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Assessment and impact of the risk of exposure of Portuguese Biomedical Scientists in the context of COVID-19: An exploratory study
Ana Sofia Tavares * 1 , Fernando Bellém 2 , Renato Abreu 1 , Maria Céu Leitão 1 , Nuno Medeiros 1 , Luis Calmeiro 3
1  ESTeSL-IPL/H&TRC
2  ESTeSL-IPL
3  Abertay University, School of Aplied Sciences, UK

10.3390/ECERPH-3-09096 (registering DOI)
Abstract:

Background: COVID-19 is a new and emerging public health concern, caused by SARS-COV-2, a new corona virus. Health professionals are in the frontline in the fight against this pandemic; hence, they have high risk of being infected and they may introduce or amplify outbreaks in their health units. The purpose of this study is to characterize and assess Biomedical Scientists’ risk of COVID-19 exposure and stress appraisals in relation to their contact with infected patients.

Methods: Cross-sectional, survey-based study. A sample of 233 Portuguese Biomedical Scientists (76.4% females) were recruited through social networks and professional associations. Data were collected via a structured on-line questionnaire, which included the WHO’s Risk Assessment and Management of Exposure Survey and the Stress Appraisal Measure.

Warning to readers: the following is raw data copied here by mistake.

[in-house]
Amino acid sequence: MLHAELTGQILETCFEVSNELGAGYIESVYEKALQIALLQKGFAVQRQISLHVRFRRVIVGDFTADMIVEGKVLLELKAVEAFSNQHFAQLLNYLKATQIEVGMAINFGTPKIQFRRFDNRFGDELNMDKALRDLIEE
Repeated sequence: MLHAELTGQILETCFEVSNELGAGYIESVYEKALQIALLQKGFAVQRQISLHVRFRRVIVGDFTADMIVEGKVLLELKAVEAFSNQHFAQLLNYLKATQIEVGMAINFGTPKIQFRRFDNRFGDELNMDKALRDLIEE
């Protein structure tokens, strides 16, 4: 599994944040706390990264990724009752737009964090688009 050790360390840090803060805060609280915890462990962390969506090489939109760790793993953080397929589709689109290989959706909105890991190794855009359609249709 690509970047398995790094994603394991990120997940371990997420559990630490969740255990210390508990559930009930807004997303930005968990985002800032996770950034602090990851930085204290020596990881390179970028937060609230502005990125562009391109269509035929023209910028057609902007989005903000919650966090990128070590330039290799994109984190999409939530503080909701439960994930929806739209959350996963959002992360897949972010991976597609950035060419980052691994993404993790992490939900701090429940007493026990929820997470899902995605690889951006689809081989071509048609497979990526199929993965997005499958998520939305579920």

Results: Participants worked mainly in outpatient settings (45%) and in emergency services (28%). Most participants were senior technicians in radiology (28.5%), clinical analysis (26.3%), cardiopneumology (12.3%) and pharmacy (10, 1%). 22.9% of participants were exposed to COVID-19 through community exposure, while 39% were exposed in a professional context. 89 (50%) directly provided some health care to a confirmed patient with COVID-19. Although 94.9% reported using personal protective equipment (PPE) while providing health care or diagnostic and therapeutic tests to a COVID-19 patient, 83.6% had a high risk for COVID-19 virus infection. According to the biomedical scientist exposure risk categorization to COVID-19, it was found that 83.6% had a high risk and 16.4% a low risk. Concerning stress appraisals, results suggest moderate perceptions of stress and threat, but also moderate perceptions of control over the situation.

Implications: Recommendations for protection rules must reinforce the support by the health care facilities alongside the development of coping skills. Future studies should consider biomedical scientists’ emotional states to ascertain the role of the interaction of control and threat appraisals in mitigating stress.

Keywords: Risk exposure, Stress appraisal, Biomedical Scientist; COVID-19
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